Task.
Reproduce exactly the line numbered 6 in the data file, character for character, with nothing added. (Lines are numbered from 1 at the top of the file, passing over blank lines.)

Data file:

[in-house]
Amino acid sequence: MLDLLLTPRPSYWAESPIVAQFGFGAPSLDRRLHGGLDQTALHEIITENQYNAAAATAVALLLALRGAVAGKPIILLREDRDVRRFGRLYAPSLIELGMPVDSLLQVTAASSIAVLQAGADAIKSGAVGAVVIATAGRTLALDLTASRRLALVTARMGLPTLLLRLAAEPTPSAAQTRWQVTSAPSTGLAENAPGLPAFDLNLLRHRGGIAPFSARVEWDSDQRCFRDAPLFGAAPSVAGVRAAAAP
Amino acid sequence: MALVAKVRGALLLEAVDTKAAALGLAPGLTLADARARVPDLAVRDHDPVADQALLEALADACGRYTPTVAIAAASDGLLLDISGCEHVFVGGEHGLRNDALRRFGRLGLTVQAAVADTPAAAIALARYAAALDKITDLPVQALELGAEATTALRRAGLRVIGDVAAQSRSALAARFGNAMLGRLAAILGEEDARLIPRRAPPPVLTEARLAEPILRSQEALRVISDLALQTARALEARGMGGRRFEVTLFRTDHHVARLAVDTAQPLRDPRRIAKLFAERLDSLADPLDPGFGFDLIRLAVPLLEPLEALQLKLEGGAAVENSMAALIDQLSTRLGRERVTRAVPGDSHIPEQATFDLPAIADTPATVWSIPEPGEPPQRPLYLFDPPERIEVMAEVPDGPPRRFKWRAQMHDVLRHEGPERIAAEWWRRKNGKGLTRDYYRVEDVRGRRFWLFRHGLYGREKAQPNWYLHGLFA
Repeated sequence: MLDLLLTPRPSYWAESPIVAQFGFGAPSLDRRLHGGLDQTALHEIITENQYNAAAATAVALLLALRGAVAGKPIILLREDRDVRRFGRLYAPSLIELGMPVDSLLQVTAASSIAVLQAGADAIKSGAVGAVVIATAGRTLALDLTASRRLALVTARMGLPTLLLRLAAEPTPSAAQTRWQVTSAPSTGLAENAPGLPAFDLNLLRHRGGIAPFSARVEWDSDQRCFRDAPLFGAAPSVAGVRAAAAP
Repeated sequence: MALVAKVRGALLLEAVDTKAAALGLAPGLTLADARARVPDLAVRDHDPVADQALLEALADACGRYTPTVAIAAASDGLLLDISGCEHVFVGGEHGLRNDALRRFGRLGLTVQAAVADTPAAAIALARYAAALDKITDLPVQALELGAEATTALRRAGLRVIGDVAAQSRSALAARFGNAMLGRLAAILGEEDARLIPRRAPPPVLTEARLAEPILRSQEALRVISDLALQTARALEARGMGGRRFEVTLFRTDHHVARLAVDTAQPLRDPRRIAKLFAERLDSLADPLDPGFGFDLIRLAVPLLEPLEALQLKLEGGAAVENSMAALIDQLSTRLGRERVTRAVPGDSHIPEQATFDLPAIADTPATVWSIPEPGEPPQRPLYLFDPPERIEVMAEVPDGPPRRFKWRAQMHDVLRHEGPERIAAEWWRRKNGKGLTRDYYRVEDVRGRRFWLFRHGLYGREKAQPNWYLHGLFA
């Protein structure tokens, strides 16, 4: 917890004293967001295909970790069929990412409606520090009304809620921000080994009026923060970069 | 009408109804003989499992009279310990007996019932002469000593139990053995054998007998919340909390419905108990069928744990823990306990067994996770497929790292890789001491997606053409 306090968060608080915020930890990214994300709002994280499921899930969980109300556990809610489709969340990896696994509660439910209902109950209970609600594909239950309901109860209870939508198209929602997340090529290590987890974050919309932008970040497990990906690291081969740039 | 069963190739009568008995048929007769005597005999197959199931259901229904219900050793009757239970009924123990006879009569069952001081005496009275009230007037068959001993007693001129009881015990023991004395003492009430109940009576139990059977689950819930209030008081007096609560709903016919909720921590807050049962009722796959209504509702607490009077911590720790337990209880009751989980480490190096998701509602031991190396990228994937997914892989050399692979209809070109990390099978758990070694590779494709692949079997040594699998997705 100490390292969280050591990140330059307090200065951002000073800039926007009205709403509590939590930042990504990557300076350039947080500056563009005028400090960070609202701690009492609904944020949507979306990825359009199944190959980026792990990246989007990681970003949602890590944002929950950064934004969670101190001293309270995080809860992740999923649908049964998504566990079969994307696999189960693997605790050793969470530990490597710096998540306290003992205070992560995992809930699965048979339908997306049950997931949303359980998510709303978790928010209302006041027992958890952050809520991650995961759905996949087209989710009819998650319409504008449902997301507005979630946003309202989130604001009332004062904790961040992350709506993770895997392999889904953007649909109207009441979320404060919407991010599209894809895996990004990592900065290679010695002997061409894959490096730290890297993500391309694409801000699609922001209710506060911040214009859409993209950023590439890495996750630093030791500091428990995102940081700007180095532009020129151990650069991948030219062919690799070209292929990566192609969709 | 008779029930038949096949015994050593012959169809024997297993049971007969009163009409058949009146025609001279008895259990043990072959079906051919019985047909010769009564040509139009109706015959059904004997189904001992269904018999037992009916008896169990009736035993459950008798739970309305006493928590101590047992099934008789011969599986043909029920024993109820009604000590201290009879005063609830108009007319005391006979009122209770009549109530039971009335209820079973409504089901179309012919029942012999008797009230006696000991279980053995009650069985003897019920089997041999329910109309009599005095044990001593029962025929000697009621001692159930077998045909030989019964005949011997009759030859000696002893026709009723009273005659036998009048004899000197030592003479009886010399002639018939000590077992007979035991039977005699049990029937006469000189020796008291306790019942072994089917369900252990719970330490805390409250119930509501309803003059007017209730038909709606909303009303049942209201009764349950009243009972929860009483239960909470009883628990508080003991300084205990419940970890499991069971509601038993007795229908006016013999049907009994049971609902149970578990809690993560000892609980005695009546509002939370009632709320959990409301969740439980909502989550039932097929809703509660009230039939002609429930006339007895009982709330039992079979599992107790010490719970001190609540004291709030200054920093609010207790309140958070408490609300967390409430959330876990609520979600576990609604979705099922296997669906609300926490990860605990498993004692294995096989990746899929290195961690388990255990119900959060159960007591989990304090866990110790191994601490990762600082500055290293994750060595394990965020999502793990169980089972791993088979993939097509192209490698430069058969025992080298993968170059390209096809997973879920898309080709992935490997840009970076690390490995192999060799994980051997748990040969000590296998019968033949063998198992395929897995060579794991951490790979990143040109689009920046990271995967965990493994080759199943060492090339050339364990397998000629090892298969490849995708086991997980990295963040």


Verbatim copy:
């Protein structure tokens, strides 16, 4: 917890004293967001295909970790069929990412409606520090009304809620921000080994009026923060970069 | 009408109804003989499992009279310990007996019932002469000593139990053995054998007998919340909390419905108990069928744990823990306990067994996770497929790292890789001491997606053409 306090968060608080915020930890990214994300709002994280499921899930969980109300556990809610489709969340990896696994509660439910209902109950209970609600594909239950309901109860209870939508198209929602997340090529290590987890974050919309932008970040497990990906690291081969740039 | 069963190739009568008995048929007769005597005999197959199931259901229904219900050793009757239970009924123990006879009569069952001081005496009275009230007037068959001993007693001129009881015990023991004395003492009430109940009576139990059977689950819930209030008081007096609560709903016919909720921590807050049962009722796959209504509702607490009077911590720790337990209880009751989980480490190096998701509602031991190396990228994937997914892989050399692979209809070109990390099978758990070694590779494709692949079997040594699998997705 100490390292969280050591990140330059307090200065951002000073800039926007009205709403509590939590930042990504990557300076350039947080500056563009005028400090960070609202701690009492609904944020949507979306990825359009199944190959980026792990990246989007990681970003949602890590944002929950950064934004969670101190001293309270995080809860992740999923649908049964998504566990079969994307696999189960693997605790050793969470530990490597710096998540306290003992205070992560995992809930699965048979339908997306049950997931949303359980998510709303978790928010209302006041027992958890952050809520991650995961759905996949087209989710009819998650319409504008449902997301507005979630946003309202989130604001009332004062904790961040992350709506993770895997392999889904953007649909109207009441979320404060919407991010599209894809895996990004990592900065290679010695002997061409894959490096730290890297993500391309694409801000699609922001209710506060911040214009859409993209950023590439890495996750630093030791500091428990995102940081700007180095532009020129151990650069991948030219062919690799070209292929990566192609969709 | 008779029930038949096949015994050593012959169809024997297993049971007969009163009409058949009146025609001279008895259990043990072959079906051919019985047909010769009564040509139009109706015959059904004997189904001992269904018999037992009916008896169990009736035993459950008798739970309305006493928590101590047992099934008789011969599986043909029920024993109820009604000590201290009879005063609830108009007319005391006979009122209770009549109530039971009335209820079973409504089901179309012919029942012999008797009230006696000991279980053995009650069985003897019920089997041999329910109309009599005095044990001593029962025929000697009621001692159930077998045909030989019964005949011997009759030859000696002893026709009723009273005659036998009048004899000197030592003479009886010399002639018939000590077992007979035991039977005699049990029937006469000189020796008291306790019942072994089917369900252990719970330490805390409250119930509501309803003059007017209730038909709606909303009303049942209201009764349950009243009972929860009483239960909470009883628990508080003991300084205990419940970890499991069971509601038993007795229908006016013999049907009994049971609902149970578990809690993560000892609980005695009546509002939370009632709320959990409301969740439980909502989550039932097929809703509660009230039939002609429930006339007895009982709330039992079979599992107790010490719970001190609540004291709030200054920093609010207790309140958070408490609300967390409430959330876990609520979600576990609604979705099922296997669906609300926490990860605990498993004692294995096989990746899929290195961690388990255990119900959060159960007591989990304090866990110790191994601490990762600082500055290293994750060595394990965020999502793990169980089972791993088979993939097509192209490698430069058969025992080298993968170059390209096809997973879920898309080709992935490997840009970076690390490995192999060799994980051997748990040969000590296998019968033949063998198992395929897995060579794991951490790979990143040109689009920046990271995967965990493994080759199943060492090339050339364990397998000629090892298969490849995708086991997980990295963040």